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Change your body, change your mind

One likes to draw inferences from others’ body language, but what about one’s own? Cuddy, a social psychologist from Harvard, offers some insights

October 18, 2012 08:23 pm | Updated November 22, 2021 06:54 pm IST

“We’re really fascinated with body language and we’re particularly interested in other people’s body language... when we think about nonverbal behaviour or body language, we think about communication. When we think about communication, we think about interactions. So what is your body language communicating to me? What’s mine communicating to you?... and we make sweeping judgements and inferences from body language. So when we think of nonverbal, we think of how we judge others, how others judge us and what are the outcomes. We tend to forget, though, the other audience that’s influenced by our nonverbal, and that’s ourselves,” says Cuddy and goes on to request the audience to do a body audit before going on with her talk.

What is a body audit? “…what you are doing with your body. How many of you are sort of making yourselves smaller. Maybe you are hunching, crossing your legs, maybe wrapping your ankles. Sometimes we hold onto to our arms, sometimes we spread out,” says Cuddy as she draws attention to the manner in which you are sitting and suggests that by tweaking our postures we may actually be able to change our life and the outcomes we face. Cuddy is a social psychologist at Harvard and says that studying prejudice and teaching at a competitive school, she was naturally drawn into observing nonverbal expressions of power. What are the nonverbal expressions of power and dominance?

Cuddy answers that whether we talk of the animal world or the human the first sign of power is expanding the human body. “You make yourself big, you stretch out, you take up space, you’re basically opening up. It is done both when there is power sort of chronically and also when a person is feeling powerful in the moment.” As Cuddy says this she shows pictures of primates broadening their chest. She also shows pictures of how athletes throw up their arms at the finishing line when they win. It is significant when she adds that whether a person can see or is congenitally blind, the expression of power means expanding the physical self.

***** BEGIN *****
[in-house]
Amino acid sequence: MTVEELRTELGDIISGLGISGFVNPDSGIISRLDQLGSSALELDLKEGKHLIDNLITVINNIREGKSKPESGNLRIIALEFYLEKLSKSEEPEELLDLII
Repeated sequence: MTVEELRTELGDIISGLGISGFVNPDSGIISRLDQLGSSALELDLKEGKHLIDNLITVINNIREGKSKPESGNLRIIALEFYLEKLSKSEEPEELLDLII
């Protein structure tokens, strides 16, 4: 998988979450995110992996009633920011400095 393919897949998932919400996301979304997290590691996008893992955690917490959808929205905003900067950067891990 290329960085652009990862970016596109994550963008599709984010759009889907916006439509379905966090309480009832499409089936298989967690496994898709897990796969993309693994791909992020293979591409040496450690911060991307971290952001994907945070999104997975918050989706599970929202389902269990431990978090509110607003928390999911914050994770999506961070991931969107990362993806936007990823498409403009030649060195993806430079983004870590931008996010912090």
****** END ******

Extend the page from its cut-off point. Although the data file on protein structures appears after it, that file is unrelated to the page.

“What do we do when we feel powerless? We do exactly the opposite. We close up. We wrap ourselves up. We make ourselves small. We don’t want to bump into the person next to us,” says Cuddy and adds that we complement each other in power behaviours. That is to say, if someone behaves powerfully, we tend to behave powerless in our body language. And Cuddy says that women tend to feel less powerful most of the times. One classic body posture of the powerless apart from contracting into the self is holding the neck. That is the worst posture in terms of feeling powerless... that shows a craving for security.

The core of the talk is that by faking a posture, you may actually be able to change the way your brain understands the situation and so end up feeling powerful even when you set out feeling powerless. Cuddy suggests expansion moves and postures before the crucial moment, say that of an interview.

“There are a lot of differences between powerful and powerless people. Psychologically there are differences on two key hormones: testosterone, which is the dominance hormone, and cortisol, which is the stress hormone. High-power alpha males have high testosterone and low cortisol. We decided to bring people together and these people adopted, for two minutes, either high-power poses or low-power poses.” Before and after they underwent a saliva test and the changes in testosterone and cortisol were significant. So, says Cuddy, with two minute posture changes you can influence the outcome of every move of yours. “Our bodies change our minds and our minds can change our behaviour,” says Cuddy as the lesson to stay with us.

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